Remarks by the Director-General

Senator Martí Batres, President of the Senate,
Deputy Dolores Padierna Luna, Vice-President of the Chamber of Deputies,
Dr Graciela Márquez Colín, Secretary of the Economy,
Excellencies, ladies and gentlemen,

Good afternoon.

Thank you for your kind invitation. It is an honour to be here today.

Mexico is a founding Member of the World Trade Organization, and the country continues to play a very important role in our work.

I want to thank you for your support of the WTO, and for your commitment to enhancing economic cooperation between nations.

I am pleased to have the opportunity to further strengthen our relationship today.

During my visit, I have met with the President and the Secretary of the Economy, as well as with representatives of academia and of the business community.

I have been impressed by Mexico's drive to continue integrating into the global economy - and by your strong support of the WTO. This is very important.

Trade, coupled with the right policies, helps to create jobs. Trade helps to reduce prices for consumers and allows for a greater choice of products, spurring growth and development.

Congress, of course, plays a central role in this respect.

The Legislative branch is key to guiding the country's future.

Therefore, I am here to tell you today that you can count on the WTO to support your economic and development goals.

The WTO is the only organization dealing with trade rules at the global level. It covers around 98% of global trade today.

The WTO provides the constitution for global trade, establishing common principles that underpin trading practices around the world.

The WTO is the only multilateral forum for discussion and debate on trade issues.

It provides the mechanisms for countries to monitor and review each other's trade policies.

It also provides the means to settle any disputes that may arise.

This system of common rules has proven to be essential for global growth and development.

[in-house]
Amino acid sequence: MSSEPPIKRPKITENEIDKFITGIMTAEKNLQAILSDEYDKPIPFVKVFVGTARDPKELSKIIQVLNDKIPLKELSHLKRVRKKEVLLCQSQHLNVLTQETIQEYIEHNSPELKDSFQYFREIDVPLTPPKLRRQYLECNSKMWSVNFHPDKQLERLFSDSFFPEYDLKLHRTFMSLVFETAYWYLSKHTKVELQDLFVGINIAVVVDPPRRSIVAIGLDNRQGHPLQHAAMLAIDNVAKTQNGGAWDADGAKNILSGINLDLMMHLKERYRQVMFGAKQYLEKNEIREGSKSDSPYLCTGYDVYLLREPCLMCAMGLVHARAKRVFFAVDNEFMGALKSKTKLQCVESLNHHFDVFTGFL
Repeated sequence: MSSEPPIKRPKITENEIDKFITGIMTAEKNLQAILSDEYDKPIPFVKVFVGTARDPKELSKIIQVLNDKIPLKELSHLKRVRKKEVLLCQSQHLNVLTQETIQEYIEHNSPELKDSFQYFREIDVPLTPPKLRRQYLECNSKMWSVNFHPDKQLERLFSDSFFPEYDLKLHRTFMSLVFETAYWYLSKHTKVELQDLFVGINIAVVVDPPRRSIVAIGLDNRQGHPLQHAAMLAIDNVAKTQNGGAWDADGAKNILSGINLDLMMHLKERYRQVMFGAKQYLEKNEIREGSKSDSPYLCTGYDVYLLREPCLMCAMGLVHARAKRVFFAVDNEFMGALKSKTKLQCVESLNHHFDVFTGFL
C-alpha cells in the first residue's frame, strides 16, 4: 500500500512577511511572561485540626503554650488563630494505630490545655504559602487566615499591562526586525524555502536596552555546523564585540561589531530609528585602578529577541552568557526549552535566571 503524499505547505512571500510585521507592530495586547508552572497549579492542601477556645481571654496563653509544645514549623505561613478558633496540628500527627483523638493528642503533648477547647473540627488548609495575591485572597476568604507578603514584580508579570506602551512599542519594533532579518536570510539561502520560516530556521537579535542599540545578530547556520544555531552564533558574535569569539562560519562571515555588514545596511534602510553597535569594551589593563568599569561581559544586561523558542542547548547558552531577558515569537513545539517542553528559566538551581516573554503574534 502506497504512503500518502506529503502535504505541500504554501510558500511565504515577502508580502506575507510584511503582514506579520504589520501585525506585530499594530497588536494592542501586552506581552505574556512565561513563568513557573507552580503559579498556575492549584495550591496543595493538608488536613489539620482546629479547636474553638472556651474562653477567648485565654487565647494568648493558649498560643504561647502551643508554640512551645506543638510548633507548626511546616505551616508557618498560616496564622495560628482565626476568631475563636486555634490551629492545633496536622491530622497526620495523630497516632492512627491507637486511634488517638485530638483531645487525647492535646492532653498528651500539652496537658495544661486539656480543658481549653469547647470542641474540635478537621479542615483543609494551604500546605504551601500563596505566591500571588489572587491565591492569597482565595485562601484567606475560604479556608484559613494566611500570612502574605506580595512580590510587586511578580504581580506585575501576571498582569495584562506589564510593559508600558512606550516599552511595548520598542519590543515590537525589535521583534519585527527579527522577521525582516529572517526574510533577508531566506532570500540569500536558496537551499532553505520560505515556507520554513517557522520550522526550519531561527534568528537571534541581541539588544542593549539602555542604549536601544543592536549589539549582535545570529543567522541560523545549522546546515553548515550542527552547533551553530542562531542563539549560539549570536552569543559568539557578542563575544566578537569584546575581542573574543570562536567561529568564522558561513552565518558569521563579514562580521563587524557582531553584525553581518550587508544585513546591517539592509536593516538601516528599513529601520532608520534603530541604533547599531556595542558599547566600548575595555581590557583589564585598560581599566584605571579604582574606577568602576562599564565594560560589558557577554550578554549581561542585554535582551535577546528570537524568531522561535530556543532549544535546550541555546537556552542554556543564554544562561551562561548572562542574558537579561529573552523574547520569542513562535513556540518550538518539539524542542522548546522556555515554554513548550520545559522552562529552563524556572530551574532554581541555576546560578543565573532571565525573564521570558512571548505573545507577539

The Organization has overseen the historic opening of markets and integration of economies.

The negotiations that led to the creation of the WTO resulted in global tariff reductions of 40%.

The system has provided stability and predictability in global trade - holding firm even during the 2008 financial crisis and its aftermath.

All of this has bolstered peaceful economic relations between nations, and has helped Mexican businesses and governments carry out their economic planning with confidence.

If the WTO did not exist, it would have to be created.

However, these are proving to be challenging times for trade, and the trading system.

Current tensions between major trading partners represent a serious test for the entire international community. The risks are genuine, as are their economic effects.

We are seeing a slowdown in trade growth. We have published new trade figures this week.

Our economists expect merchandise trade volume growth to fall to 2.6% in 2019. In 2018, growth was 3% and in 2017 it reached 4.6%.In other words, in two years, we have gone from growth of 4.6% to a growth outlook of 2.6%.

This is bad news for everyone. We must address this situation.

In fact, recent positive developments on the international stage include the signing of the new USMCA trade agreement between Mexico, the United States and Canada, and the entry into force of the Comprehensive and Progressive Agreement for Trans-Pacific Partnership.

However, significant challenges persist elsewhere and they also affect Mexico.

In the interest of all parties, we must work to improve prospects for global trade and reinvigorate trade growth. We are taking steps to this end.

We are urgently working to reduce tensions.

We are facilitating dialogue between Members on key issues, complementing bilateral efforts. We are helping Members to settle their disputes.

We are also working to reform the trade architecture and ensure that it can meet the demands of a changing economy.

Members are discussing how to improve the functioning of the trading system.

Of course, evolving does not mean tearing apart what we have already achieved. The system represents the best efforts of governments around the world, who have worked together for over 70 years. We must value this.

Without the WTO, the law of the jungle would govern.

But what exactly do I mean by this?